All that said, the right-handed dominant rotation shapes up like this:

  • Tony Gonsolin
  • Mitchell White
  • Dennis Santana
  • Victor Gonzalez (L)
  • Justin De Fratus

There’s probably a good chance the Dodgers sign another veteran starter or two to provide major league depth at the fringe, possibly pushing one of the aforementioned arms into an exclusive relief role. Furthermore, Ferguson may begin the season around the Triple-A scene, providing both OKC and the parent squad an extremely versatile swing man. Management has hinted that Ferguson may continue to be groomed strictly as a reliever, but that could depend on the organization’s need in the majors. Consequently, righty Josh Sborz probably fits into the same boat.

Several other starting pitchers who could make impacts at the Triple-A level at some point during the 2020 season are 22-year-old right-hander Josiah Gray, 22-year-old southpaw Leo Crawford and 21-year-old righty Edwin Uceta.

Last September, the Dodgers named Gray the 2019 Branch Rickey Minor League Pitcher of the Year.

 

28 thoughts on “Projecting a Preliminary Starting Rotation at Triple-A Oklahoma City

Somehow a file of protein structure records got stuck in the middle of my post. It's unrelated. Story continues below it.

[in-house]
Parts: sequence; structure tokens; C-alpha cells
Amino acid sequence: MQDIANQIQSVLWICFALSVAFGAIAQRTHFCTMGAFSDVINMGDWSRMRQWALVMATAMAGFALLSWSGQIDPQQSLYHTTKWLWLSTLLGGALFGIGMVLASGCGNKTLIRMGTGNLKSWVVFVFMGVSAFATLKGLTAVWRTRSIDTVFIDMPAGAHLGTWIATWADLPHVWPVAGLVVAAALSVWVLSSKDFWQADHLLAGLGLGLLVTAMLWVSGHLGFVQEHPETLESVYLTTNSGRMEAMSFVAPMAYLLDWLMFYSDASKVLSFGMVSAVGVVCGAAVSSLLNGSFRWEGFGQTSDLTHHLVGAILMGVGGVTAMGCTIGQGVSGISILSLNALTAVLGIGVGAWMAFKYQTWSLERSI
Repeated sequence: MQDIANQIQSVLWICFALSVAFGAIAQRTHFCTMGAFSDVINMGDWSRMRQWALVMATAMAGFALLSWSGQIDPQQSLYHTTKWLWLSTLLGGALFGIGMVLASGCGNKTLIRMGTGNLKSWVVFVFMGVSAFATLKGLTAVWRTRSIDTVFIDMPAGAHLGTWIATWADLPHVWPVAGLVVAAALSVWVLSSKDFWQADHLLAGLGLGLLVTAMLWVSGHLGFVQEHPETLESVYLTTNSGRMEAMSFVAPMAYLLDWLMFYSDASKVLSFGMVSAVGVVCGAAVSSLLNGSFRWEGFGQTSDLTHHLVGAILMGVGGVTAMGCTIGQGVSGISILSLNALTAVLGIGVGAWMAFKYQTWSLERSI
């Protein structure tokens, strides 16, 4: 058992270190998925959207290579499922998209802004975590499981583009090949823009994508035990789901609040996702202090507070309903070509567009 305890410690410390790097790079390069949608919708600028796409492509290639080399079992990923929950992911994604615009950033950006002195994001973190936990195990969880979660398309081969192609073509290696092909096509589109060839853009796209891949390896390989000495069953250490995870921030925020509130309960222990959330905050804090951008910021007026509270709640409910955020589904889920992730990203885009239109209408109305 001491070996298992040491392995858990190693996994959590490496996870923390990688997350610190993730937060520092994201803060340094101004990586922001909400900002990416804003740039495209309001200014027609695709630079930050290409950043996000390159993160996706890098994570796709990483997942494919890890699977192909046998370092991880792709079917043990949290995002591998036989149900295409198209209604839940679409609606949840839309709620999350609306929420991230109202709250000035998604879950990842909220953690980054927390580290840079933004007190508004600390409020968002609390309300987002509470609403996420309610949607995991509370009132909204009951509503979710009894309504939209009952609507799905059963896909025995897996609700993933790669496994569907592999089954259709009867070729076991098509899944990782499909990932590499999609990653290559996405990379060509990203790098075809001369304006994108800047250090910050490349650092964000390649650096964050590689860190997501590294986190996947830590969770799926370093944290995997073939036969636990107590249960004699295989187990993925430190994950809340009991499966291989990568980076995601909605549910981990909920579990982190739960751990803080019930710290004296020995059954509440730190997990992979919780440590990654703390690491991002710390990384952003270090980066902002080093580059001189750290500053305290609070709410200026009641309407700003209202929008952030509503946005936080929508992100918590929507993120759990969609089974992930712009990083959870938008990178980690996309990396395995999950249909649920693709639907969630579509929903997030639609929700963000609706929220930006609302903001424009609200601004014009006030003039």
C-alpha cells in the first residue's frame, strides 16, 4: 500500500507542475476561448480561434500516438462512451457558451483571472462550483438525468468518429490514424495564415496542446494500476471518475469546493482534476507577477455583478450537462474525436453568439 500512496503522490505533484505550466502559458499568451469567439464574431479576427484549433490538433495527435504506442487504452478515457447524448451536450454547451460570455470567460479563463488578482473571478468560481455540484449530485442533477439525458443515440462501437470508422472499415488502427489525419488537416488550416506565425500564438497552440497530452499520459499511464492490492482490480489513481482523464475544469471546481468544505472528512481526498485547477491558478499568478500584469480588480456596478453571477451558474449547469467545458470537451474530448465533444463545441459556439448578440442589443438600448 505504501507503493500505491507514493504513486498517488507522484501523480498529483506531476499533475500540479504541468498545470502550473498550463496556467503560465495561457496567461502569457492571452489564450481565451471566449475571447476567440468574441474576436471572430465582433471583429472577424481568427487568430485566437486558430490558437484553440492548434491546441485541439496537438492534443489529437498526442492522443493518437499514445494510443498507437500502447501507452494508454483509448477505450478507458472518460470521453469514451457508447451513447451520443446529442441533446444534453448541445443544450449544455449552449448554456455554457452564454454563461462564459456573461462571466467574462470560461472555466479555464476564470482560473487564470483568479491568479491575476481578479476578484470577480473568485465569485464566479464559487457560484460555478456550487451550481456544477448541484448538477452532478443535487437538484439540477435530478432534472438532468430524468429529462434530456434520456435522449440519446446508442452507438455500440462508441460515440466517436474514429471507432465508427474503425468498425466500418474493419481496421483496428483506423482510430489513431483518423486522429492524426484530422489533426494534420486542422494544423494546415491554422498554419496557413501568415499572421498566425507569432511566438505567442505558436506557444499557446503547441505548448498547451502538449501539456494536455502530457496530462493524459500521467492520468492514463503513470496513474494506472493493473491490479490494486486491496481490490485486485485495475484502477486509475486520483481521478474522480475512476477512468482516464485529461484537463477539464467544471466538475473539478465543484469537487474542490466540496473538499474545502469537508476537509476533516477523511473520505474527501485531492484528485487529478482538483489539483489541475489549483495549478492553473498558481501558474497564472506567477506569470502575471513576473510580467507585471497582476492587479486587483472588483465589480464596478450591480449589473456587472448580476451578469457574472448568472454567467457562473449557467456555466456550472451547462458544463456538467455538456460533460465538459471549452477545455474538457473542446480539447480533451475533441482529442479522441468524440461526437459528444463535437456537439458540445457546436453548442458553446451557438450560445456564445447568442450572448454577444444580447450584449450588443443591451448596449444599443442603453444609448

1. Hard to draw any real conclusions here until we see if any other starters are signed or traded for before ST. I would guess that May will wind up in OKC if he isn’t part of the 5-man rotation on opening day. On the other hand I could definitely see Gonsolin making the club as a bullpen piece to start the year.
    I think this could be a make or break year for both White and Santana, assuming that neither is included in a trade. They both have strong potential but at some point you have to fulfill your potential or step aside for someone else.

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      1. Others might tell you he’s had his phone on mute this entire off season. I, however, am not one of those people. I view Andrew like a duck on the water. Calm on top but moving furiously underneath where no one can see. As a matter of fact I think I’m going to change his nickname from Olaf the Magnificent to Ducky.
        Get your tickets for Coachella now folks and see that great new band Ducky and the Shlemmings. I think they’re looking for a guitarist Bear if you decide you’d like to join. 🙂